What it's like to attend the most elite boarding school in America

21
TechCrunch

Samsung is doing a series of teasers this year to hype up the launch of the next Galaxy S6 (or whatever it’s calling its 2016 flagship Android smartphone), and the latest details the tech and progress of wireless charging. In a post on Samsung’s official blog, the company’s lead engineer for IT and Mobile Seho Park described how advances in wireless charging over the past… Read More

22
Possible Anne Boleyn portrait found using facial recognition software

Using computers to recognise faces in old paintings is more challenging than picking out faces in a crowd. Facial recognition struggles with changes in pose, illumination, facial expressions and ageing. But in works of art, the computer must contend with the quirks of the artists’ styles. Another major hurdle is that often, precious few contemporary paintings exist on which to train the computer.

23
Muji's New Air Purifier Is Like A Jet Engine For Your Sinuses

There's another mode, though, that will be of particular use to allergy sufferers. It's called jet-cleaning mode, and it's designed to be used as a vacuum. The idea here is that as your vacuum tosses dust and other allergens up into the air, the air purifier will increase its fan speed for up to 30 minutes, maximizing the air flow and filtration until you finish vacuuming.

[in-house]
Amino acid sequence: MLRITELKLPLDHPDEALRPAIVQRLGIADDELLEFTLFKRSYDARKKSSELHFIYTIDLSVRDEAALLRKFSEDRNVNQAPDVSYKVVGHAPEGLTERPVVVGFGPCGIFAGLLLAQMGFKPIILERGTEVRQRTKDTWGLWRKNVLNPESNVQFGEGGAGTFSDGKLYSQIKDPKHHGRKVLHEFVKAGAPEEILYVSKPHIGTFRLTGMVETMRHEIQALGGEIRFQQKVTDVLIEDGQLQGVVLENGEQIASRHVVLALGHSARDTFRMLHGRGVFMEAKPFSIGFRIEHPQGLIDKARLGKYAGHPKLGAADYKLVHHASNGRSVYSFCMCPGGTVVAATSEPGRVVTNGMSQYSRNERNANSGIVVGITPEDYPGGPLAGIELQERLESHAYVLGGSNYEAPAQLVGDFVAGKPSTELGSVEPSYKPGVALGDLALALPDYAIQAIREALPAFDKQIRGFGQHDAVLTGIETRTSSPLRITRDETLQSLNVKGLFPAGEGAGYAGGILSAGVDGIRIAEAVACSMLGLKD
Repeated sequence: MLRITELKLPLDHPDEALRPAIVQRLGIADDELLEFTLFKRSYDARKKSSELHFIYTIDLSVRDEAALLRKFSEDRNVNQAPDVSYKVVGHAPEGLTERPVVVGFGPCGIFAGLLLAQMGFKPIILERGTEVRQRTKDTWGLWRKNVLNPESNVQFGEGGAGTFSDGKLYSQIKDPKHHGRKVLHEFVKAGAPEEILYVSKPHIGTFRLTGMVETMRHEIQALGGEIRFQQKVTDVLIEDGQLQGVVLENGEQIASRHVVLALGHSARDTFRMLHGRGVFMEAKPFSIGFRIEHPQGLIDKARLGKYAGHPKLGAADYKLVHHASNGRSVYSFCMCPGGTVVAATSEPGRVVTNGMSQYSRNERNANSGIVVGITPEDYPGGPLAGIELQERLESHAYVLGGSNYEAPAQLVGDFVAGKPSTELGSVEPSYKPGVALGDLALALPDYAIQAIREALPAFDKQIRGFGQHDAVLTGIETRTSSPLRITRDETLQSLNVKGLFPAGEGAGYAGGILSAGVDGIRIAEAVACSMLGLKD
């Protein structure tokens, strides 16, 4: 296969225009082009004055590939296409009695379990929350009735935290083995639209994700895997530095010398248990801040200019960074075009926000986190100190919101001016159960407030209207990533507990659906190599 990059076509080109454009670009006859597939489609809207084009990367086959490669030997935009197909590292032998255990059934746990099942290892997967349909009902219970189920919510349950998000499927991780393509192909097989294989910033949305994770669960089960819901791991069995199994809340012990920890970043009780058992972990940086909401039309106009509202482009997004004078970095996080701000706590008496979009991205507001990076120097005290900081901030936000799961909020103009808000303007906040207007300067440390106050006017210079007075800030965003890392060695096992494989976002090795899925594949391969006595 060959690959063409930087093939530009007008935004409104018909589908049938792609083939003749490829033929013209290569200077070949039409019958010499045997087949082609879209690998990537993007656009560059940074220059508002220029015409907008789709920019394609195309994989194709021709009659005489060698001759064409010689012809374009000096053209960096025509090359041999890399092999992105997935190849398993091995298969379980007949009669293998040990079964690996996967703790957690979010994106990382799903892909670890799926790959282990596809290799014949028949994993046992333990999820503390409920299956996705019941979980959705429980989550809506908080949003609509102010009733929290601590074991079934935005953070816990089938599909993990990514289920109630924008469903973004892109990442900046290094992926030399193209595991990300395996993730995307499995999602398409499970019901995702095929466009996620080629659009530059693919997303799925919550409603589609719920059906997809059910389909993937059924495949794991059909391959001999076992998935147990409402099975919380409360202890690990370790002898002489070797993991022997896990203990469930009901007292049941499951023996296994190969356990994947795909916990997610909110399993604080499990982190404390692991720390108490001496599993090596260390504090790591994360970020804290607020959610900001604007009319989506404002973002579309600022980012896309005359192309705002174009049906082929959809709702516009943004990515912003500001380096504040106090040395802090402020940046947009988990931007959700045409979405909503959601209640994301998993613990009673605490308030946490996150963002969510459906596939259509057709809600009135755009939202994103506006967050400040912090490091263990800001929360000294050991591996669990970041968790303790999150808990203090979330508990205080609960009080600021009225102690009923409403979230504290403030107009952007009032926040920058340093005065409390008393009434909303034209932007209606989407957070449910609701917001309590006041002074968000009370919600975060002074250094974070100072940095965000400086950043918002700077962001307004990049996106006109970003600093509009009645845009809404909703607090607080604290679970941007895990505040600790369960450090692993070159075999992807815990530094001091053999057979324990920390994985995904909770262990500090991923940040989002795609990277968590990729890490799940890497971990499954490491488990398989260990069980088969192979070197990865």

24
A Fetching Redesign Of Ikea’s Blue Tote Bag

Silly? Maybe not. The Frakta is beloved for a reason. It's basically a minivan for the shoulder, the perfect pile-it-in bag for the urbanite who'd like to do laundry or run to the farmer's market, but doesn't have the option of tossing stuff into a car's backseat to do so. The Limited Bag keeps Ikea's high-volume design but improves upon the material. As a result, you're no longer a walking ad for Ikea.

25
The unofficial theme of New York Fashion Week is diversity

is a leading source for news, information and resources for the Connected Generation. Mashable reports on the importance of digital innovation and how it empowers and inspires people around the world. Mashable's record 42 million unique visitors worldwide and 21 million social media followers are one of the most influential and engaged online communities. Founded in 2005, Mashable is headquartered in New York City with an office in San Francisco.

26